13. Jane says:

    http://www.thegardencoop.com/

    I have the Garden Coop. I have six chickens. I like it. Me and my boyfriend built it. The plans are super detailed and cheep.
    What ever coop you end up with if it has a fenced run make sure you can stand up in it cause cleaning is much easier that way. Good cluck.
    Jane

  14. Susan says:

    I’ll go against the grain and suggest the Cadillac of Chicken Coops. It’s very well laid out, including an area under it for the chickens to get out of the sun or other bad weather, and even includes storage for food and supplies. It also looks easiest to clean. And just by changing the design on the doors and roof, and colors used, it could be made to look rustic or very modern – change the roofline to flat and it’s modern; pitch the roof back and it’s rustic. Whichever is chosen, a slide-out floor on the entire ground level, just to make it really easy to clean out, might be make life even easier.

  15. Kristal says:

    We just finished our coop and run and got our chickens last week!

    Here are some pictures of the coop:

    http://www.mamaathomeblog.com/2011/04/chicken-coop-progress.html

    And the chickens:

    http://www.mamaathomeblog.com/2011/04/dixie-chicks.html

    We didn’t follow a plan..we just sorta winged it and it turned out great. These two articles on what specifically a coop needs were really helpful to me.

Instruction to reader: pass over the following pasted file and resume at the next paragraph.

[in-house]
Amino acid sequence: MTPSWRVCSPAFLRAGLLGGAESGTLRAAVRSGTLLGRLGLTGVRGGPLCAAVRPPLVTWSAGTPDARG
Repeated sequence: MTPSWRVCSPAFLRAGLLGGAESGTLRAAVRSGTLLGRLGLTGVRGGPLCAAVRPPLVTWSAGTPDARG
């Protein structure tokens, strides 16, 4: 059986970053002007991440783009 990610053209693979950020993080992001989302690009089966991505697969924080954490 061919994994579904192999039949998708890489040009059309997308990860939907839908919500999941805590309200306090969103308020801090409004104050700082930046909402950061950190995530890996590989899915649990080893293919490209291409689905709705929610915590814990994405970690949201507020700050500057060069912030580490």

http://back-yard-chicken-coop.com/2010/06/chicken-coop-and-hen-house-basics-part-1/

    http://back-yard-chicken-coop.com/2010/06/chicken-coops-and-hen-house-basics-part-2/

    Good luck!

  16. Shauna Rudy says:

    Holy Crap! The Super Modern coop is almost 8000 POUNDS! You love a good challenge, don’t you? You can build it! I believe in you!

  17. Evalyn says:

    I vote for Rustic Chicken Coop. As an experienced chicken coop cleaner,
    I see several things about this desisign that I like.

    1. It’s cute, and could be made more modern by changing out the siding and style of
    the window.
    2. Easy to clean without bending over – and if you made that window removeable,
    even easier to clean. It could also be a screen in the warm weather to let in air.
    3. Ventilation at the top – good for the chickens
    4. It’s off the ground which makes it harder for varmits to get to your chickens
    and believe me, they will try. And did I mention, easier to clean.
    5. I hope it has a roost inside because chickens need to sleep off the ground. It’s